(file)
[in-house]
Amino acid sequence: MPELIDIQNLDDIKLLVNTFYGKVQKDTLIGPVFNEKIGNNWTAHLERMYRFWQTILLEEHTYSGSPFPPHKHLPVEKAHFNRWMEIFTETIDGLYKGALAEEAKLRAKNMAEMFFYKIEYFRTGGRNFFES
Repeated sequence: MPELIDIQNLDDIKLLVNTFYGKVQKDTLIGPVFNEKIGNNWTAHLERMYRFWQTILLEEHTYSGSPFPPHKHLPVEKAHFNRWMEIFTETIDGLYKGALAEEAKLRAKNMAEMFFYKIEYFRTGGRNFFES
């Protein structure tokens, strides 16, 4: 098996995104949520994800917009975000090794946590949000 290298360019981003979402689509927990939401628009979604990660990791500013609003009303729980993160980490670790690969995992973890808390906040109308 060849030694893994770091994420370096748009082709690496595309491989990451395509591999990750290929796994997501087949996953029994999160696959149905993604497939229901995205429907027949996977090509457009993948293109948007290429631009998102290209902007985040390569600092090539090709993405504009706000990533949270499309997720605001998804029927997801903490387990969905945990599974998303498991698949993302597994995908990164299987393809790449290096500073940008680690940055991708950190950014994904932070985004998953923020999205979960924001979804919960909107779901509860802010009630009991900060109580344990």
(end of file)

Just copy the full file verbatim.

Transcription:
[in-house]
Amino acid sequence: MPELIDIQNLDDIKLLVNTFYGKVQKDTLIGPVFNEKIGNNWTAHLERMYRFWQTILLEEHTYSGSPFPPHKHLPVEKAHFNRWMEIFTETIDGLYKGALAEEAKLRAKNMAEMFFYKIEYFRTGGRNFFES
Repeated sequence: MPELIDIQNLDDIKLLVNTFYGKVQKDTLIGPVFNEKIGNNWTAHLERMYRFWQTILLEEHTYSGSPFPPHKHLPVEKAHFNRWMEIFTETIDGLYKGALAEEAKLRAKNMAEMFFYKIEYFRTGGRNFFES
């Protein structure tokens, strides 16, 4: 098996995104949520994800917009975000090794946590949000 290298360019981003979402689509927990939401628009979604990660990791500013609003009303729980993160980490670790690969995992973890808390906040109308 060849030694893994770091994420370096748009082709690496595309491989990451395509591999990750290929796994997501087949996953029994999160696959149905993604497939229901995205429907027949996977090509457009993948293109948007290429631009998102290209902007985040390569600092090539090709993405504009706000990533949270499309997720605001998804029927997801903490387990969905945990599974998303498991698949993302597994995908990164299987393809790449290096500073940008680690940055991708950190950014994904932070985004998953923020999205979960924001979804919960909107779901509860802010009630009991900060109580344990």